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Is the size of docker image impact the time of create new container?

#1

To create a new container of a docker image, is the of this image impact the creation time of container ?

(Goffinf) #2

To an extent yes, but in most cases where you have a large image it’s the time to pull the image from a registry that is most significant. For an individual node though, that overhead only happens on the first pull and even when that images changes it is likely you will use existing layers from the image cache.

The word ‘large’ of course is a relative term, as are ‘fast’ and ‘slow’ when considering performance. In general though it is good practice for images where you control the build, to keep them a small as possible. This is not only because of resource use but also a sensible security measure to reduce the attack surface. There are lots of techniques to achieve that from choosing the right base image, multi-stage build, the order and number of Dockerfile commands, and so on. If you google docker image size you will find many good sources of information on this subject.

In more extreme cases when you are deploying to a cluster, you might consider pre-loading images as those nodes come up.

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#3

@goffinf you mean more the size of image is, more the creation time of container is ?

(Goffinf) #4

As I said, the size of the image does have some impact on container start-up time (i.e, a larger image might take longer to launch than one that is smaller) but tbh this is only one of a number of considerations, … and you haven’t even said what you mean by ‘large’ or ‘small’ yet. Do you have some specific images in mind. Have you tried launching containers from them ? … what did you observe ?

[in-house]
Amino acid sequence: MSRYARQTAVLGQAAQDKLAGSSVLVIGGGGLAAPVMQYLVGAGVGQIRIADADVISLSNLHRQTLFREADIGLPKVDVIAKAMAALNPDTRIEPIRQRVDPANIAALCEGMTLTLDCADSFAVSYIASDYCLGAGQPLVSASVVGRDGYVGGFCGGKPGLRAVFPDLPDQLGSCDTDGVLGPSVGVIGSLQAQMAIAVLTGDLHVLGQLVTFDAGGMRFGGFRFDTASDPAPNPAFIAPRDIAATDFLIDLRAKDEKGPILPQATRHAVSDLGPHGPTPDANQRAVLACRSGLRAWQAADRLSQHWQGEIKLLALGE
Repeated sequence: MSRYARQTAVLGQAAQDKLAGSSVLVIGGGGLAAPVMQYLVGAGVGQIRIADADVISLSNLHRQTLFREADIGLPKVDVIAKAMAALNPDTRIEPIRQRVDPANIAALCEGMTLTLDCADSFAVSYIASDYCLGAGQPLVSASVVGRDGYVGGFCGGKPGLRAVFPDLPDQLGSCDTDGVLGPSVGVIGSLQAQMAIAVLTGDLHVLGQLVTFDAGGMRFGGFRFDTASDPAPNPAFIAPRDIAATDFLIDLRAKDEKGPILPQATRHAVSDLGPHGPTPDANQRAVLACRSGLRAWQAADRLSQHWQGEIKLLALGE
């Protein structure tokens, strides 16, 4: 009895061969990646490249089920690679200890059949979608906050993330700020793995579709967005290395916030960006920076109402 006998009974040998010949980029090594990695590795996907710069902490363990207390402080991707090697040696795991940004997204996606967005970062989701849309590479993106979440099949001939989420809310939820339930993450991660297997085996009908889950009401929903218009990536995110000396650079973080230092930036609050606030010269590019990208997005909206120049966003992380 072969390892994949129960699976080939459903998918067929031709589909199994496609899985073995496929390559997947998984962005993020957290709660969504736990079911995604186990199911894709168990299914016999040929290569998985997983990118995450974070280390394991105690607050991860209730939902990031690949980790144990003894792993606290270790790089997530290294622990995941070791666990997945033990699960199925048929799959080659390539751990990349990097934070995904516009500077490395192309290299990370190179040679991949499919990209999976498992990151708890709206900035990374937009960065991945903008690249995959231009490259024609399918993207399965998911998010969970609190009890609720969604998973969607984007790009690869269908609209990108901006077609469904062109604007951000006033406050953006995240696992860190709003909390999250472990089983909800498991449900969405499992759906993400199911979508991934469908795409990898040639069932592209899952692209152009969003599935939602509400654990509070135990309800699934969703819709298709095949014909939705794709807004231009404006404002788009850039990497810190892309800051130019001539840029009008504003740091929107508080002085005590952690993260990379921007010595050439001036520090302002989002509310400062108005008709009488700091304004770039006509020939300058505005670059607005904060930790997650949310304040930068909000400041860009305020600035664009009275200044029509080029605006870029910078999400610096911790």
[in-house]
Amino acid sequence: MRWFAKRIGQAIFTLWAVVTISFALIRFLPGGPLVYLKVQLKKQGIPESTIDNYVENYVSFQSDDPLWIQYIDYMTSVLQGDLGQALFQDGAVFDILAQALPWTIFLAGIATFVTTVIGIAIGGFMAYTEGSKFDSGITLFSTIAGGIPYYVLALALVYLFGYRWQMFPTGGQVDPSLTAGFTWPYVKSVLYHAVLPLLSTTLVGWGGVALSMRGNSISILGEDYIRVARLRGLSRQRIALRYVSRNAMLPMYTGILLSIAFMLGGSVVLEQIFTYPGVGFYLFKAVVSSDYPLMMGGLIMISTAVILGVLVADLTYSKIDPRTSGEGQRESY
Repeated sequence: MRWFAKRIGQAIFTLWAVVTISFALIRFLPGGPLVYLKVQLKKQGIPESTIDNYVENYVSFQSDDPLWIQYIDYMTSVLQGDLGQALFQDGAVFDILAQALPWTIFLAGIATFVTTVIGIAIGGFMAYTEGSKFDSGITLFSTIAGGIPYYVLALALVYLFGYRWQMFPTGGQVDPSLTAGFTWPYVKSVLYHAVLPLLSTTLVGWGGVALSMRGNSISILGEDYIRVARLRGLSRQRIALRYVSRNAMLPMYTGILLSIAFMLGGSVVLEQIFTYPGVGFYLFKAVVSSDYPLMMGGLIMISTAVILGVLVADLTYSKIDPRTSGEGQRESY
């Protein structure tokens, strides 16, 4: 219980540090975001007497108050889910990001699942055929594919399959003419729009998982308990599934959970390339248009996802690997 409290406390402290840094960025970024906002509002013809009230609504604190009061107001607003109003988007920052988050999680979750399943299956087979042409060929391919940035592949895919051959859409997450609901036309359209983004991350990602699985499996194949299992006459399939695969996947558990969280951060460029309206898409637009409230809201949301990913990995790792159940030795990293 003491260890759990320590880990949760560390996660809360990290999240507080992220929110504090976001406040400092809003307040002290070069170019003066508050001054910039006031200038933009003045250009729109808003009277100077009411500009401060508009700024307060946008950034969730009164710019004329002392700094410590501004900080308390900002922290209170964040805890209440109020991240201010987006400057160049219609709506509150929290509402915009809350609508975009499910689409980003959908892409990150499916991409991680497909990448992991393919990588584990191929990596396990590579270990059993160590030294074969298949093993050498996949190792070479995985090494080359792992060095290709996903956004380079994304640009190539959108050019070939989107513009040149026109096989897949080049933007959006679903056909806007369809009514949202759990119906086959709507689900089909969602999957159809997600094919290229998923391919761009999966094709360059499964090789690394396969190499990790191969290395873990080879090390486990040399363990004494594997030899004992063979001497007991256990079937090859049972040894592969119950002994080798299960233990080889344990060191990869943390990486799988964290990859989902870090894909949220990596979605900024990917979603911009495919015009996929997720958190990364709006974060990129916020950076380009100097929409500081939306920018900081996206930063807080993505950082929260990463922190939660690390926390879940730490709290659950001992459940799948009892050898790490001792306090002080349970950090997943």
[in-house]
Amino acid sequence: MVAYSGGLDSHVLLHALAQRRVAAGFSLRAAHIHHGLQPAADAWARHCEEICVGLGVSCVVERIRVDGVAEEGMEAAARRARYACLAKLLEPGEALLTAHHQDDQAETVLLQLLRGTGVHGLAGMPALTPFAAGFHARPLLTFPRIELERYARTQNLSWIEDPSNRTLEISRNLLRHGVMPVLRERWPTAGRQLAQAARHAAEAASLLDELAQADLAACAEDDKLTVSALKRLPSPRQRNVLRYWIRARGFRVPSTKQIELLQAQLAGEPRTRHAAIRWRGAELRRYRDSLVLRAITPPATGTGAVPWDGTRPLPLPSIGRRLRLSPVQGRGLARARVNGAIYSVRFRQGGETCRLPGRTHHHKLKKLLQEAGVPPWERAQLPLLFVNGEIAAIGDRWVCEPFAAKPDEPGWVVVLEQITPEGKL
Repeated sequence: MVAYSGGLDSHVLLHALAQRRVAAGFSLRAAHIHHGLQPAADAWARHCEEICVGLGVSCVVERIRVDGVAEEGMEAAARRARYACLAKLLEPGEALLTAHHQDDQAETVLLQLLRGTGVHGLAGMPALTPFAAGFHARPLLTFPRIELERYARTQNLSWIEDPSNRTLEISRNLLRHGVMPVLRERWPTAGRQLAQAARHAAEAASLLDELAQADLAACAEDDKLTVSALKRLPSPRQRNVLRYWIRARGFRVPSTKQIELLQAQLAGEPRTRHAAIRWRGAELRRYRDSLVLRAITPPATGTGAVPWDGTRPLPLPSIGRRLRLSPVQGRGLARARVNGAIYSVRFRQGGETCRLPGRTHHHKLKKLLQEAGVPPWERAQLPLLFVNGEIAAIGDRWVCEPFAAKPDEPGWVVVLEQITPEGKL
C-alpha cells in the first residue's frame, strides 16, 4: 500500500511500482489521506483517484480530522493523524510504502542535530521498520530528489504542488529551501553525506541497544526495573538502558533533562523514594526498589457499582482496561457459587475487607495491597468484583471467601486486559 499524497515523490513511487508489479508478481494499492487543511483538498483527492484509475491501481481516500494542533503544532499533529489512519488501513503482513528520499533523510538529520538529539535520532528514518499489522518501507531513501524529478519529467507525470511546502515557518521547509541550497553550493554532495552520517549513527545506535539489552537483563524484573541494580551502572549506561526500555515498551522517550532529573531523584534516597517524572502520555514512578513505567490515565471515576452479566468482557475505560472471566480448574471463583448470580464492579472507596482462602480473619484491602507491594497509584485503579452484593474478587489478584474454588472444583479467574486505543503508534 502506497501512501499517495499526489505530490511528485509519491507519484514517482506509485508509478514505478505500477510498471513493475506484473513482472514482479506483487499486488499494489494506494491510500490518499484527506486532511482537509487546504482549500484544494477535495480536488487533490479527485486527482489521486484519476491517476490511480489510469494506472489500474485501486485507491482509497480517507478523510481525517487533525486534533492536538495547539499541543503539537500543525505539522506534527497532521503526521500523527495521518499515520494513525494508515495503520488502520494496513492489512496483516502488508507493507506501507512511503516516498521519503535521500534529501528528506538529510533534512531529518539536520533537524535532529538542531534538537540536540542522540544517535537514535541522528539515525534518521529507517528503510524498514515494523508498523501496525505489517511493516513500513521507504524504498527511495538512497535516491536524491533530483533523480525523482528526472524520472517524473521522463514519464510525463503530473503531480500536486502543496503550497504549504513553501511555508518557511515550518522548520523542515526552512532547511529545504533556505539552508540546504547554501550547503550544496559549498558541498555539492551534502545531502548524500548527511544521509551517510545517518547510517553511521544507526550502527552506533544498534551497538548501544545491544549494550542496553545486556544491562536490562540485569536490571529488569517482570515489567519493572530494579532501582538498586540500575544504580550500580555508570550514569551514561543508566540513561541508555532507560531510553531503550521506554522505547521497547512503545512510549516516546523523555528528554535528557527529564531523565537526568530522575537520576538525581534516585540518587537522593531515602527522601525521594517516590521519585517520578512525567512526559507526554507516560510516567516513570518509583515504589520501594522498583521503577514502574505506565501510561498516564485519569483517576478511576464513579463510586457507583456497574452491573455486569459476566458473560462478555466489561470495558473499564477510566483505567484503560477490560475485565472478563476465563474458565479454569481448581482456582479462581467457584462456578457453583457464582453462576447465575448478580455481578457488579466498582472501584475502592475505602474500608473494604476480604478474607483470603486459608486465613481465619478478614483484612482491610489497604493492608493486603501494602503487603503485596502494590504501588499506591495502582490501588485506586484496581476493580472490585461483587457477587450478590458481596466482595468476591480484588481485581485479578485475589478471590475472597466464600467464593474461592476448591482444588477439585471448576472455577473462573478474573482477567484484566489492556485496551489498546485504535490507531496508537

You may be falling into the trap of early optimisation before you really know whether you are actually focusing on the right thing or even if you actually have a performance issue … which you very well may not.

What I was suggesting in my earlier response was that the start up time of a container that is 100MB and one that is say, 1GB, may very well be different and the larger one may take longer to become available, but it is unlikely to be really significant.

Also, let’s be very clear, what I’m comparing here is 2 images that basically run the SAME process but have simply been built differently. Perhaps one has been optimised with a multi-stage build process to leave behind only the minimum software needed, and the other (larger) image has not. But fundamentally these two container perform exactly the same function.

It’s not really reliable for you to extrapolate in any more general sense when comparing images that do very different things. Indeed it would be perfectly possible for an image of larger size to start and be ready to receive requests before a smaller one. It depends on so many other things, such as the language, dependencies on other services, what work might be required during start up, and so on. Imagine one tiny container starts but as part of its initial work needs to connect to a database. It might have to wait for the database to become ready, create or wait for a connection to become available from a pool, the caller container may need to authenticate, it might need to inject some initial data, and so on … it could take any length of time. On the other hand, a container launched form an image many times the size of the small one, but which has no such dependencies and no significant work to do on launch, may be available in a fraction of the time of the smaller container. Does that make sense ?

What I would strongly encourage you to do is, build your containerised application, push your images to your favoured registry, create the flow to launch you app (pulling from your registry), and observe the behaviours (if necessary capturing timings under various load conditions). If things don’t happen as you expect then you will have an idea where the problem is, and a repeatable baseline approach to retest once you have made some adjustments.

I would avoid making any judgements at all about performance until you’ve actually run your stack ‘in the wild’.

HTHs

Fraser.

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#5

we can say also that a Docker image is built up from a series of layers, each layer represents an instruction/command in the image Dockerfile and has a specific size. Some of the defined instructions on the Docker image may not used in the creation of a container.